The Cardinals of the Holy Roman Church

Biographical Dictionary
Pelagius I (556-561)
Before 560 (II)

(3) 1. GIOVANNI (?-574)

Birth. (No date found), Rome. Son of "illustrious" Anastasio, a Roman noble, senator and provincial governor. He was surnamed Catelinus.

Education. (No information found).

Early life. He probably was the subdeacon Giovanni who completed Pope Pelagius I's translation of the Greek 5th century Sayings of the Elders and compiled an Exposition of the Heptateuch.

Cardinalate. Presbyter cardinalis of an unknown title or deacon cardinalis of the Holy Roman Church. He was elected to the papacy after the death of Pope Pelagius I on March 4, 561 and had to wait four months to receive the approval of the Byzantine emperor.

Papacy. Consecrated Pope John III on July 17, 561. On March 11, 562, in the church of S. Silvestro, by the bull Totius orbis, the pope declared the monastery of Saint-Medard of Soissons head of all the monasteries of Gaul; King Lothaire confirmed its possession and the abbot was granted the right to impart the benediction in solemn masses and to preach to the faithful. Ca. 567, he wrote to King Gunthram of Burgundy, indicating that Bishops Salonio of Embrun (Aix) and Sagittario of Vapincum (Gap), who had been deposed by the Council of Lyon, should be reinstated to their sees. On September 15, 568, Pope John III consecrated Bishop Pietro of Ravenna in Rome; a week later, September 22, 568, by the bull Convenire novimus, he granted the pallium to the bishop of Ravenna.

The most important event of Pope John III's pontificate was the arrival of the Lombards in Italy which began with King Alboinus in 568 and was unchallenged because General Narses had been recalled to Constantinople in 567 by the new emperor, Justin II (1). King Alboinus advanced calmly. In 569, he was in Milan; and by 572 he had entered Pavia, after a siege of three years, making it the capital of the Lombard kingdom in Italy. That same year he was assassinated by his wife, Rosamund. The new king, Cleft, was also killed and for ten years the Lombards, without a king, were used for raids by various dukes. Faroaldus, the duke of Spoleto, descended upon Rome in 573 and set up camp around the walls to wage a strong siege. Sacred sites, monasteries and Church property all over the peninsula were then abandoned.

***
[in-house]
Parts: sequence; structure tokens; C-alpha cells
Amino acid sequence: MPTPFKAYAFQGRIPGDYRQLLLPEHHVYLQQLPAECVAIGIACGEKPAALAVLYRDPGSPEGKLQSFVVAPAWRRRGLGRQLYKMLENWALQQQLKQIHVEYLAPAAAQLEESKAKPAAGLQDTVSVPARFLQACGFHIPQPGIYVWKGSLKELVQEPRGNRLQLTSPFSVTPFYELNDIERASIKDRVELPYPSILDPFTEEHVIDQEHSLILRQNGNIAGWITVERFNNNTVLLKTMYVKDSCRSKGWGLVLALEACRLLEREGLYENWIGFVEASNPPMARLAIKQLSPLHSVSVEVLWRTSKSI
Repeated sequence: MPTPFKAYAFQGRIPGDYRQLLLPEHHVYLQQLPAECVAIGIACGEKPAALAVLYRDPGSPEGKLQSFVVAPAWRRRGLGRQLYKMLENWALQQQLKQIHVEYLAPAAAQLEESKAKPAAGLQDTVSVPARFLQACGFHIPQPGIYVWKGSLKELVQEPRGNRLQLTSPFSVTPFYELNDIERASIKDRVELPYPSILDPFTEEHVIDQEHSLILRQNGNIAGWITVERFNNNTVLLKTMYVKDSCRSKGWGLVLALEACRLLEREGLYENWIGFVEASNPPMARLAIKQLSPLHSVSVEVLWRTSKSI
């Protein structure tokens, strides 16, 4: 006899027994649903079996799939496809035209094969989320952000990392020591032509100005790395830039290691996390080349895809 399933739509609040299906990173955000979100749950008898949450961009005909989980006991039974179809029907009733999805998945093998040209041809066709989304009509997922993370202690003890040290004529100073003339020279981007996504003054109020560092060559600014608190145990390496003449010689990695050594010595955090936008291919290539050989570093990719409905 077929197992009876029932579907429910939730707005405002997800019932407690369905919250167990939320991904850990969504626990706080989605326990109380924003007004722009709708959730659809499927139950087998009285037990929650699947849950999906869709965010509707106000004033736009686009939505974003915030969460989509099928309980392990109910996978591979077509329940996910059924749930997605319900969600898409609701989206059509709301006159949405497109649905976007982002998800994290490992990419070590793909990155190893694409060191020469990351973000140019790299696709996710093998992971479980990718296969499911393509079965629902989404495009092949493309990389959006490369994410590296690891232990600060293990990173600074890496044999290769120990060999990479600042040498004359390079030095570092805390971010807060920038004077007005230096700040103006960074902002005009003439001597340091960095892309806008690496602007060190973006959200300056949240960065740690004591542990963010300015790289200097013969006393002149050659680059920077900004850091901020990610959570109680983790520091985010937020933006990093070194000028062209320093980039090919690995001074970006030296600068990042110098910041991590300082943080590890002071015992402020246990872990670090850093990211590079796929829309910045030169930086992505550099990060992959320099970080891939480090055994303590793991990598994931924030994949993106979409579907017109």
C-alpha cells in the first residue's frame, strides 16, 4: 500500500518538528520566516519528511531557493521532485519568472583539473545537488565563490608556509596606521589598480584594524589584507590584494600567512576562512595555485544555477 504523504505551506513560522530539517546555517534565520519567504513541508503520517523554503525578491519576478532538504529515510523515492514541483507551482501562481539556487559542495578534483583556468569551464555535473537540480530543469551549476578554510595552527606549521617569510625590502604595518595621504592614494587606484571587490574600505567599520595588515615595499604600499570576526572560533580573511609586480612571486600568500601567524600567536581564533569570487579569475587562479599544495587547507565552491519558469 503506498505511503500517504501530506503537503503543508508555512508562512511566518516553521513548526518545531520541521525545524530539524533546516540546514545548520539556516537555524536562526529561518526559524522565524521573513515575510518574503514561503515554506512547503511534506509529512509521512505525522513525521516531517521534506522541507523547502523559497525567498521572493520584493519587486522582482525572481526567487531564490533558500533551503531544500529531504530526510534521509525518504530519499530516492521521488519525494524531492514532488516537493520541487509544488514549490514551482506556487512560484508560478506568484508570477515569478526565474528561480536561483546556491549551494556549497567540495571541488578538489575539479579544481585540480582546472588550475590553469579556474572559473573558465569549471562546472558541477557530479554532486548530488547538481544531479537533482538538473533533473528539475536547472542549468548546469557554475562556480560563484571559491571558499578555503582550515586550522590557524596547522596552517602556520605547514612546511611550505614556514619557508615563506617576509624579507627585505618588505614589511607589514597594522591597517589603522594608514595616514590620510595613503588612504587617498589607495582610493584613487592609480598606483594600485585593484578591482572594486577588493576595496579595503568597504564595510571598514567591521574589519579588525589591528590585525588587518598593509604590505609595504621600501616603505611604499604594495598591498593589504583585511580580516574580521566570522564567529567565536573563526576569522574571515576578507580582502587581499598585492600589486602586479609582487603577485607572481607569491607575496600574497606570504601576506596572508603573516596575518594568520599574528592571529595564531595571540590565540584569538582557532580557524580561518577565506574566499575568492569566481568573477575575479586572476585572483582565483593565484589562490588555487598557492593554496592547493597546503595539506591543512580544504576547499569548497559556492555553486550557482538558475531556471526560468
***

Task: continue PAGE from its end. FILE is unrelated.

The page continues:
In 572, Lorenzo II, the bishop of Milan, who had being elected in Genoa because of the occupation of his city in 569, decided to renew communion with Rome and signed a document, which was countersigned by the future Pope Gregory I, then prefect of Rome, acquiescing in the condemnation of the Three Chapters. The schism of the see of Aquileia continued. During his papacy ceased the burying the dead near the tomb of the martyrs and began to spread the pious custom of visiting these holy places to worship the sacred relics of Christian heroes. Pope John III restored the catacombs of the holy martyrs and arranged for the oblations, the ampoules and the lamps for the catacombs were provided every Sunday from the Lateran patriarchium. The years of his pontificate saw the descent into Italy of the Lombards led by King Alboin, whose success was also due to the withdrawal of the Byzantine General Narses, the old leader who fell into disgrace at the court of Byzantium after the death of Emperor Justinian and sought refuge in Naples. As the Lombards advanced to the south, the pope went in desperation to Naples, and persuaded him to return to Rome in 571, reside in the imperial palace, and take charge of the crisis. In spite of the help he was providing, this created great disturbances among the populace and made Pope John III so unpopular that he thought it prudent to avoid being involved in the quarrel, and to withdraw from the city and reside at the church of Ss. Tiburzio e Valeriano, two miles outside on the Via Appia. There he performed all his duties, including the consecration of bishops, until General Narses's death in Rome in 573/4. The last period of his pontificate was very difficult and he had to live tormented by the dangers and threats of the Lombards, having being forced to spend several months in the catacombs of Praetextatus. Shortly after having completed and consecrated the basilica of Ss. Filippo e Giacomo (now Ss. XII Apostoli), started by Pope Pelagius, he died at the Lateran patriarchium. He elevated the basilica to the category of Roman parish (title), fixing its boundaries, by the bull Quoniam primitivam of May 13, 573. The tireless zeal that Pope John III demonstrated in the construction of churches and religious buildings even in times of extreme poverty, like the ones that followed the Gothic War, earned him the admiration of the contemporary Romans as well as of future generations. During his pontificate, he ordained sixty one bishops for different sees, thirty eight priests and thirteen deacons.